“Everything worthwhile in life is won through surmounting the associated negative experience. Any attempt to escape the negative, to avoid it or quash it or silence it, only backfires. The avoidance of suffering is a form of suffering. The avoidance of struggle is a struggle. The denial of failure is a failure. Hiding what is shameful is itself a form of shame.” ~ Mark Mason, The Subtle Art of Not Giving a F*ck
“You will never meet anyone who has done something great who waited for permission to do something great.” ~ Iain Thomas, I Wrote This For You
“Forget about your lists and do what you can because that’s all you can do. Phone up the people you miss and tell them you love them. Hug those close to you as hard as you can. Because you are always only a drunk driver’s stupidity, a nervous shopkeeper’s mistake, a doctor’s best attempts and an old age away from forever.” ~ Iain Thomas, I Wrote This For You
“We’re here to connect. Love, time, death. Now these three things connect every single human being on earth. We long for love, we wish we had more time and we fear death.” ~ Howard Inlet (Will Smith), Collateral Beauty
“The difference between great people and everyone else is that great people create their lives actively, while everyone else is created by their lives, passively waiting to see where life takes them next. The difference between the two is the difference between living fully and just existing.” ~ Michael E. Gerber
Solutions to universal challenges we all face as humans.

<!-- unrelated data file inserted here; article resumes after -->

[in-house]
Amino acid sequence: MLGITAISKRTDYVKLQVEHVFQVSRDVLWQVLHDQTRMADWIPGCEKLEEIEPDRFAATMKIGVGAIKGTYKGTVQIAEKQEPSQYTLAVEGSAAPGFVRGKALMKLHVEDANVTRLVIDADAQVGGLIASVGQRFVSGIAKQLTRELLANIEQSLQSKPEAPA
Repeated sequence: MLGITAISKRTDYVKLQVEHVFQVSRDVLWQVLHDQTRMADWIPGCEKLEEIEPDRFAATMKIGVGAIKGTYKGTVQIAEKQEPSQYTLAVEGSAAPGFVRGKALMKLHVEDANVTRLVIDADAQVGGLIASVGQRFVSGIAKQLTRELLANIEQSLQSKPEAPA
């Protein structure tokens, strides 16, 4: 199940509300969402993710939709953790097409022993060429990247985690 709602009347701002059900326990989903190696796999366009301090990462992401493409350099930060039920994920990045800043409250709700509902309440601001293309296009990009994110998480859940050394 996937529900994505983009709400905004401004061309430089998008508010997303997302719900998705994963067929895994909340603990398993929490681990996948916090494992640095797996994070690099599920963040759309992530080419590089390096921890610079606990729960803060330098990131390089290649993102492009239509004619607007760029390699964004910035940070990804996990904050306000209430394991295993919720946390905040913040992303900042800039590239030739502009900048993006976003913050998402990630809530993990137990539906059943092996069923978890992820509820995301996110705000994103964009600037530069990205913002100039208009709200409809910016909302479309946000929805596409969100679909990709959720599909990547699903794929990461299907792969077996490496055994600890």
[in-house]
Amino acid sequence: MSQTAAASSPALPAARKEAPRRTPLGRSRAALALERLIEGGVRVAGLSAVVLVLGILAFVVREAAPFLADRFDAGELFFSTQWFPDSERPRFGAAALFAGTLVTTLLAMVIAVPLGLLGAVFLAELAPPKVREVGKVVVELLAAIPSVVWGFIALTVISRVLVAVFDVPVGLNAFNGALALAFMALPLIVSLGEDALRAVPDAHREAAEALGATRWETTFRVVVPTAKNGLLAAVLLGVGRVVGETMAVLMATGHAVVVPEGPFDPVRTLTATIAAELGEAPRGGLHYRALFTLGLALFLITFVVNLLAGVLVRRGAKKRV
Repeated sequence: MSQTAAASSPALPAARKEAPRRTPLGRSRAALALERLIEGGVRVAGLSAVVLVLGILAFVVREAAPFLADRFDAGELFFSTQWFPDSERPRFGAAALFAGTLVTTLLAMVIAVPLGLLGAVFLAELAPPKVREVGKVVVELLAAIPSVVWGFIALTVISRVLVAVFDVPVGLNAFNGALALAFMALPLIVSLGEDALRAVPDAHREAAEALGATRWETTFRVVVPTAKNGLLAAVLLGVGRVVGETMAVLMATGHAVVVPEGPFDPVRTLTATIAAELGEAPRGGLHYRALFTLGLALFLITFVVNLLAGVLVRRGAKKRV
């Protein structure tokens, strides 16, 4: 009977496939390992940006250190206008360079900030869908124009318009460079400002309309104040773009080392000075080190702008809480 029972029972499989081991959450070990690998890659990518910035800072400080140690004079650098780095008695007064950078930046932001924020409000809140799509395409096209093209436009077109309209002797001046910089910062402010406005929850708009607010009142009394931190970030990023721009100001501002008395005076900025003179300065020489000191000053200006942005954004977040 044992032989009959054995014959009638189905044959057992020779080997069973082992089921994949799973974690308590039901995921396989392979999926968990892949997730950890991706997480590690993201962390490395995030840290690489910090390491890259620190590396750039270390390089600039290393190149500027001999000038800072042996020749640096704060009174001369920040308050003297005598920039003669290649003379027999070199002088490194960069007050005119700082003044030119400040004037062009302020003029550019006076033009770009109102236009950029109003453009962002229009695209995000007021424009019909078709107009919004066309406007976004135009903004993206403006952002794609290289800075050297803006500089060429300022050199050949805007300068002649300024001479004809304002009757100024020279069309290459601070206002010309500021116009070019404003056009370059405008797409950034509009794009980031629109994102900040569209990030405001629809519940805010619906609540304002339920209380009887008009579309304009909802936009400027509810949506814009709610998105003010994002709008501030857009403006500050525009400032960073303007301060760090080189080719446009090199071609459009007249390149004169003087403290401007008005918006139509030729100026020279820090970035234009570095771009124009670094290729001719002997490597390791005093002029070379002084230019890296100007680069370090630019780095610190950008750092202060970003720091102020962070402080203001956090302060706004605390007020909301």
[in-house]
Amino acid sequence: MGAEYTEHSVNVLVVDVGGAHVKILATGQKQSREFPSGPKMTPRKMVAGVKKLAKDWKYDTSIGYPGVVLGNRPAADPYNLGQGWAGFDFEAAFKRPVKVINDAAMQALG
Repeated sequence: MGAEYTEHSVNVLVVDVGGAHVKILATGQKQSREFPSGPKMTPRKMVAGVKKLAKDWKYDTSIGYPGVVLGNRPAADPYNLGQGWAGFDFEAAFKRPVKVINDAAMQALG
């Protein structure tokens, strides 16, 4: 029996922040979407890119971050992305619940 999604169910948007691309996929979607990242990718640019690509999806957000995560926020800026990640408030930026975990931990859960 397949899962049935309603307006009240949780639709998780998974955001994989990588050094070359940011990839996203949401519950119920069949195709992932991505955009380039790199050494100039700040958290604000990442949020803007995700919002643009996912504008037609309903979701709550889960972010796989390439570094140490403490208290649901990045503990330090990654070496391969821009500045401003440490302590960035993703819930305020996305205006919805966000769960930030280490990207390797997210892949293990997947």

In the rush of modern life, we tend to lose touch with the peace that is available in each moment. World-renowned Zen master, spiritual leader, and author Thich Nhat Hanh shows us how to make positive use of the very situations that usually pressure and antagonize us. In his book, Peace is Every Step, Thich Nhat Hanh discusses solutions and action steps to universal challenges and issues that we face as humans. These challenges and issues include: overcoming anxiety, fear, and depression and how to feel more fulfilled, calm, and happy in the present moment; understanding anger and learning how to live in a more compassionate, blissful state; and bringing peace to both our inner and outer worlds with every step we take in life.
One of the fundamental lessons that Thich Nhat Hanh communicates in his book is that any large scale change – on a community or global level – must (and always) starts with the individual. Peace work is not a means, Nhat Hanh reminds us, it is the way. In the forward to the book, the Dalai Lama introduces this point and discusses the importance of becoming a more compassionate, mindful, and peaceful person and the ripples that our actions have on the larger scale. He says: Continue reading